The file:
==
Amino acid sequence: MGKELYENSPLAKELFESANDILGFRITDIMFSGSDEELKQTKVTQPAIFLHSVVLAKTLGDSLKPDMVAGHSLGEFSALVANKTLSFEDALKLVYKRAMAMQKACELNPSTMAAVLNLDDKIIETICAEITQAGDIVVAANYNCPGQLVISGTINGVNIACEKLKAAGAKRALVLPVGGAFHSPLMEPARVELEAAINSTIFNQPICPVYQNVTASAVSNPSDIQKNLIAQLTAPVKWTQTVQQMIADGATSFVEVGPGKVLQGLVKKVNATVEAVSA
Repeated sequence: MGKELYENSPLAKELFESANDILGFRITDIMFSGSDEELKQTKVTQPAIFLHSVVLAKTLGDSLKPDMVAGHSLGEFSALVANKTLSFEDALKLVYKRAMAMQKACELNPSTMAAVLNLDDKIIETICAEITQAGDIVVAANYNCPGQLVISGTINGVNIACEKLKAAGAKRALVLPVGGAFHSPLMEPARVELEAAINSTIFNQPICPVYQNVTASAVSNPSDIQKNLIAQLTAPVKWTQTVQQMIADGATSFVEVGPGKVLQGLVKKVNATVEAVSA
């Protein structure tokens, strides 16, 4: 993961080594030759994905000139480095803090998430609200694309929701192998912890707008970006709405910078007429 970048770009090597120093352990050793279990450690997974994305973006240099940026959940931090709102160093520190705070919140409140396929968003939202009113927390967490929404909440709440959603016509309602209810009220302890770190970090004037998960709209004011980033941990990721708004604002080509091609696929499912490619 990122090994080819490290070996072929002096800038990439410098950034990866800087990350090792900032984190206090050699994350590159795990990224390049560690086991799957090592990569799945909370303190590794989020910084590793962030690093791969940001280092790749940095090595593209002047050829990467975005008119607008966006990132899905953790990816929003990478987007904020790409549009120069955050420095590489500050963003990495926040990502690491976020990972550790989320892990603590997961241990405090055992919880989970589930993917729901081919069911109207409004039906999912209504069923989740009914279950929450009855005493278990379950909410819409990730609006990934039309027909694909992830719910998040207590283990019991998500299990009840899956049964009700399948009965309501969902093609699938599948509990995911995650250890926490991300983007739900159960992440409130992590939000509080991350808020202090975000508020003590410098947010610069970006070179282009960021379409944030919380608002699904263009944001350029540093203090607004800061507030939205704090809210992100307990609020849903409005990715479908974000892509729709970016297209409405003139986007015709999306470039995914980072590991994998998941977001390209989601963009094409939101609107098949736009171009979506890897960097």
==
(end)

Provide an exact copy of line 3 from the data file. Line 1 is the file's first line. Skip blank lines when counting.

């Protein structure tokens, strides 16, 4: 993961080594030759994905000139480095803090998430609200694309929701192998912890707008970006709405910078007429 970048770009090597120093352990050793279990450690997974994305973006240099940026959940931090709102160093520190705070919140409140396929968003939202009113927390967490929404909440709440959603016509309602209810009220302890770190970090004037998960709209004011980033941990990721708004604002080509091609696929499912490619 990122090994080819490290070996072929002096800038990439410098950034990866800087990350090792900032984190206090050699994350590159795990990224390049560690086991799957090592990569799945909370303190590794989020910084590793962030690093791969940001280092790749940095090595593209002047050829990467975005008119607008966006990132899905953790990816929003990478987007904020790409549009120069955050420095590489500050963003990495926040990502690491976020990972550790989320892990603590997961241990405090055992919880989970589930993917729901081919069911109207409004039906999912209504069923989740009914279950929450009855005493278990379950909410819409990730609006990934039309027909694909992830719910998040207590283990019991998500299990009840899956049964009700399948009965309501969902093609699938599948509990995911995650250890926490991300983007739900159960992440409130992590939000509080991350808020202090975000508020003590410098947010610069970006070179282009960021379409944030919380608002699904263009944001350029540093203090607004800061507030939205704090809210992100307990609020849903409005990715479908974000892509729709970016297209409405003139986007015709999306470039995914980072590991994998998941977001390209989601963009094409939101609107098949736009171009979506890897960097």